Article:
Rockin' Jump trampoline parks: A day of big fun in the East Bay - 510 Families
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Rockin’ Jump trampoline parks: A day of big fun in the East Bay

Sometimes on a random school closure day, my family of four will go on an Awfully Big Adventure and stay out all day. (If we remember to block these days off at the start of the school year.)

A favorite itinerary of the past was this: We started at Rockin’ Jump in Dublin, then went for lunch at a kid-friendly cafe, located in a big box mall also in Dublin (long-time Rockridge residents will remember College Avenue’s Red Tractor cafe — same place). We then moved on to the now-closed Golden Skate roller rink in San Ramon, which was too crowded for our tastes, so instead of going in, we promised the kids a make-up roller skating day and headed to the Steam Trains in Tilden Park, and finally, we all hit some balls at the Tilden Park Driving Range.

Is Rockin’ Jump worth the drive?

Quick answer: Yes. But note, you don’t have to drive as far as Dublin. There are locations in Concord and Fremont as well, which may be closer to you.



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Rockin’ Jump, an indoor trampoline park for kids of all ages, was a thrill for the kids. Because it was Martin Luther King Day, I knew it might be crowded, so after calling and getting confirmation that they did expect to sell out, I used their online system to reserve two spots for my kids, ages 5 and 8. I didn’t know if my husband and I should expect to jump ourselves, but I figured I didn’t want to take spots from kids, so I decided to see how it played out when we arrived. Once there, it became obvious that it wouldn’t be appropriate for us to jump with our kids. Folks who are chaperoning a child three or under, however, should expect to get on the trampolines, because you probably wouldn’t send your toddler out there without you.

Guests put on a paper bracelet, like at a water park or fair, which is associated with the time they are allowed to remain on the bouncy floors. You get a little bit over an hour for your admission price, which is $18 for the first hour and $6ish for a second hour.

The drive to any Rockin’ Jump from Berkeley is 30-40 minutes, which is why you might want to coordinate your trip with another errand or outing. Or, if you are headed for a long South-bound drive on Highway 5, consider tiring your kids out with some serious bouncing before you get in the car and sit for the rest of the day.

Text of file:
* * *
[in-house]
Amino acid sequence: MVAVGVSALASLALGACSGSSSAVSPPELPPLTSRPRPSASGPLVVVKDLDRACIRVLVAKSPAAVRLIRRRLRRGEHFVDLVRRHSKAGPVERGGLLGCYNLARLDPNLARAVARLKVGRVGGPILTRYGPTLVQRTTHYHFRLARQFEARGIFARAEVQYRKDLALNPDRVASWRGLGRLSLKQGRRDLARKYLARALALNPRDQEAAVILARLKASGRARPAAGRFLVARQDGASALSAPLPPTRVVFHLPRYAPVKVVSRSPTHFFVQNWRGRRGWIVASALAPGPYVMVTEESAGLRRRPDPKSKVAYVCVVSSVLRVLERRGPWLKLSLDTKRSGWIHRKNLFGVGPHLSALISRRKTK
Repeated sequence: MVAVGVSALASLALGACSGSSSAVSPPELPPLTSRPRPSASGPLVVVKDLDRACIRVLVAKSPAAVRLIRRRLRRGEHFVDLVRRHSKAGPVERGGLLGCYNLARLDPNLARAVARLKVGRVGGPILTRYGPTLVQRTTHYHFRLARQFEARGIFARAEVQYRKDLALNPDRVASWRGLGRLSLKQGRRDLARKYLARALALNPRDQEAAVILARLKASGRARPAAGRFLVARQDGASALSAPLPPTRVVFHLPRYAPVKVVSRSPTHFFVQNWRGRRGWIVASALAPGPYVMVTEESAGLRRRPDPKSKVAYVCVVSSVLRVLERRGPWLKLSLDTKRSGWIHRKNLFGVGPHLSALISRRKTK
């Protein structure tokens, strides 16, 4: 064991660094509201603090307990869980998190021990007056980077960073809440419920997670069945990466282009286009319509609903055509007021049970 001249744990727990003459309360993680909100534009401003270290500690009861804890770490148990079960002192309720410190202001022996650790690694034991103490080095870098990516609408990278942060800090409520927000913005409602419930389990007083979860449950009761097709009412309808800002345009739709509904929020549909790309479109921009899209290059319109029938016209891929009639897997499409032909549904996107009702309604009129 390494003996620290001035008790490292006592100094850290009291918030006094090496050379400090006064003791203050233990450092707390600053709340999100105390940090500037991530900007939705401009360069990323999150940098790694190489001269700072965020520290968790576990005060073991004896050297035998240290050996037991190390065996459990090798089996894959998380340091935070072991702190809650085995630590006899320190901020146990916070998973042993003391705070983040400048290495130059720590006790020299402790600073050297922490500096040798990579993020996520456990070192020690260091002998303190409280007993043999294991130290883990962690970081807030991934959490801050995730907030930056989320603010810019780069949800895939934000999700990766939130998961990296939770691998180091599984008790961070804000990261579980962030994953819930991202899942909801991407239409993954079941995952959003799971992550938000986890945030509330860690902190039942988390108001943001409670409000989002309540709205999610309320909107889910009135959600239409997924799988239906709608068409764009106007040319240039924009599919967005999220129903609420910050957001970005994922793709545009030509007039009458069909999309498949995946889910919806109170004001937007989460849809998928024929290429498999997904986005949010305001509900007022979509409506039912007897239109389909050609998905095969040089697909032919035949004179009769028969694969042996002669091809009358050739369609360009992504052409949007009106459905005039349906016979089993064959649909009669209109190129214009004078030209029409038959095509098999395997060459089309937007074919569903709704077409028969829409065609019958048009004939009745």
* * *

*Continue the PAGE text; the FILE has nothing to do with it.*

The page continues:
Yes, it is worth the drive, but since there’s so much to do with kids in Berkeley and Oakland without a long drive, it’s just not what I’m accustomed to.

When can I go?


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Hours vary based on the day of the week. Most weekdays offer “open jump” for everybody during after-school hours, but definitely check if you’re trying to take advantage of a school holiday; they definitely change the hours for popular days like Martin Luther King Day.  Weekends offer all-day open jump, starting at 10 am on Saturday and 11 am on Sunday. Want to jump yourself without the kids? Consider the adult 9 pm to midnight time slot on Saturday nights. Teens are encouraged to take that timeslot on Friday nights.

In addition to afternoons, toddlers and preschoolers with their caregivers get special access during certain hours, before the big kids can come in and take over. Check the Rockin’ Jump website for schedules because each location uses a different calendar.

What age of child is it best for?

Any child who can run confidently and enjoy sensory stimulation will enjoy this bouncy experience. In the largest play area, there is a protected zone for children 5 and under so that they can explore without the threat of crashing into tweens.


There are enough activities for older kids, such as a “room” with basketball hoops and an ongoing dodgeball game that they’ll have a blast as well. We saw high school students lined up to enter that space, alongside younger elementary school students.

A full-service cafe sells gourmet pizzas, sandwiches, and salads, and offers free Wi-Fi, so parents chaperoning kids who don’t need hand-holding can sit away from the bouncing, but still be on site.


What should I bring?

Bare feet are required, but if you must wear socks for some reason, you’ll have to buy $2.00 socks from Rockin’ Jump.

A signed waiver is required, and you can save time by doing it online in advance of your arrival.

If you bring snacks, there is an area to eat them. If packing food is your weakness, as many moms tell me it is, no worries, there is enough to order for lunch.

Generally, Rockin’ Jump centers are located in a business park-style building with plenty of parking.

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6 thoughts on “Rockin’ Jump trampoline parks: A day of big fun in the East Bay”

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  5. Laura alicatĂł

    I came here, I would think it would be more diverse but it wasn’t. I saw to many caucasians, not a lot of people of color. They didn’t have enough shirts which I felt was unfair because everyone else was wearing them. My bf got kicked out the dodge ball game because he was being too “forceful”, even though the Caucasian kids were being as forceful as him. Kind of racist don’t you think ? It’s very small compared to sky high. Very overcrowded. I had many children bump into me, and not say excuse me. And yessss I kept the socks as a momento of my bad experience at Rockin Jump.

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